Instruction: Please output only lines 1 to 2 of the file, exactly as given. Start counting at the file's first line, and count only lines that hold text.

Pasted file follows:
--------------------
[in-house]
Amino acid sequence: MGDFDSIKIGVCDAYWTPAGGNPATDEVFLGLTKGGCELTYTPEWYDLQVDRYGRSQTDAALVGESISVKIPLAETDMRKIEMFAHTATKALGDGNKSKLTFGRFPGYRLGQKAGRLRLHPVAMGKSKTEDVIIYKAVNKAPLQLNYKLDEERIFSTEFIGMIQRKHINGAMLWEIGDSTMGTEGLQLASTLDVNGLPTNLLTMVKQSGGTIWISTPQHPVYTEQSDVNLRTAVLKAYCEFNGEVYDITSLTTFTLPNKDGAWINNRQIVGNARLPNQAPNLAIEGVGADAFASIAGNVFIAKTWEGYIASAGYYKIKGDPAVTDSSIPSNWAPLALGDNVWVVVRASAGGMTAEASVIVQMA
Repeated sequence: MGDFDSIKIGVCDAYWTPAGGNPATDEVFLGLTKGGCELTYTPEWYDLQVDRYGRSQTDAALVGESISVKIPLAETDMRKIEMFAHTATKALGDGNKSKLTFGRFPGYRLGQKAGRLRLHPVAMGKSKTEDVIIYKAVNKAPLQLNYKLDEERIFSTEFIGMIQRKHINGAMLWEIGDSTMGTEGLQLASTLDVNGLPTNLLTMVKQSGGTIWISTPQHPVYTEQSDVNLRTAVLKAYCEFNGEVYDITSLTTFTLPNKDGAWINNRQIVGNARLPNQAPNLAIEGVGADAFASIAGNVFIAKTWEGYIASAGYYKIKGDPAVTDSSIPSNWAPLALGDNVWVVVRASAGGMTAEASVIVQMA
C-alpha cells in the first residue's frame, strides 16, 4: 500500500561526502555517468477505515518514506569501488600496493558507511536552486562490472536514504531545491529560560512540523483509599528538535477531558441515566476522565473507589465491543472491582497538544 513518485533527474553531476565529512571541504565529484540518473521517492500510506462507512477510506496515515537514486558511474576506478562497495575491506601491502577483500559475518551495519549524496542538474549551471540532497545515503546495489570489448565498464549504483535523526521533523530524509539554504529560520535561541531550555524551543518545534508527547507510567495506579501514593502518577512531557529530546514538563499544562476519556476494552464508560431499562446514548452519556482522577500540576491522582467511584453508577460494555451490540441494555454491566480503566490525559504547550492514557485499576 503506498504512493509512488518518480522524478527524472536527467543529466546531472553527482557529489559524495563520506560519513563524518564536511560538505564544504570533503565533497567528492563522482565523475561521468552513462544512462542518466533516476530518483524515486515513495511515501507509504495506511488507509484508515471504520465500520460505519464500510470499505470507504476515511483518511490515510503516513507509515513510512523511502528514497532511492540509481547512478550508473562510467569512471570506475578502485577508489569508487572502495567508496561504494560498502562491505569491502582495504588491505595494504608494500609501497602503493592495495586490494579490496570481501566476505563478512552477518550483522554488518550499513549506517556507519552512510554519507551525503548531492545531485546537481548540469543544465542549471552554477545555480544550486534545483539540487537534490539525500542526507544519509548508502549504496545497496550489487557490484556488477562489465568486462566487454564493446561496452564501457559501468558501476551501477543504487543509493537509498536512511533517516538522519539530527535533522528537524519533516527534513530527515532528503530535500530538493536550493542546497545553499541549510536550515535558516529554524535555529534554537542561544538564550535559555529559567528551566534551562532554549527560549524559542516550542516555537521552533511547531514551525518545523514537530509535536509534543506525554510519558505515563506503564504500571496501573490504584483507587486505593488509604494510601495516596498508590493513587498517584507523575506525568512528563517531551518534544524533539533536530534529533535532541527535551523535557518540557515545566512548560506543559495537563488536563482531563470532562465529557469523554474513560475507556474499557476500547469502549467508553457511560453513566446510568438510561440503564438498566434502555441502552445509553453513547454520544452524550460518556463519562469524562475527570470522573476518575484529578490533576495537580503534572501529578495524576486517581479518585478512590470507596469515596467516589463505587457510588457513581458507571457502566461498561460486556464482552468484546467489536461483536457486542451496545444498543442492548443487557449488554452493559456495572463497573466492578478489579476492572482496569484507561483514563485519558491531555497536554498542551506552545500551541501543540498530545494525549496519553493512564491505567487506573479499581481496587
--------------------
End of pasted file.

[in-house]
Amino acid sequence: MGDFDSIKIGVCDAYWTPAGGNPATDEVFLGLTKGGCELTYTPEWYDLQVDRYGRSQTDAALVGESISVKIPLAETDMRKIEMFAHTATKALGDGNKSKLTFGRFPGYRLGQKAGRLRLHPVAMGKSKTEDVIIYKAVNKAPLQLNYKLDEERIFSTEFIGMIQRKHINGAMLWEIGDSTMGTEGLQLASTLDVNGLPTNLLTMVKQSGGTIWISTPQHPVYTEQSDVNLRTAVLKAYCEFNGEVYDITSLTTFTLPNKDGAWINNRQIVGNARLPNQAPNLAIEGVGADAFASIAGNVFIAKTWEGYIASAGYYKIKGDPAVTDSSIPSNWAPLALGDNVWVVVRASAGGMTAEASVIVQMA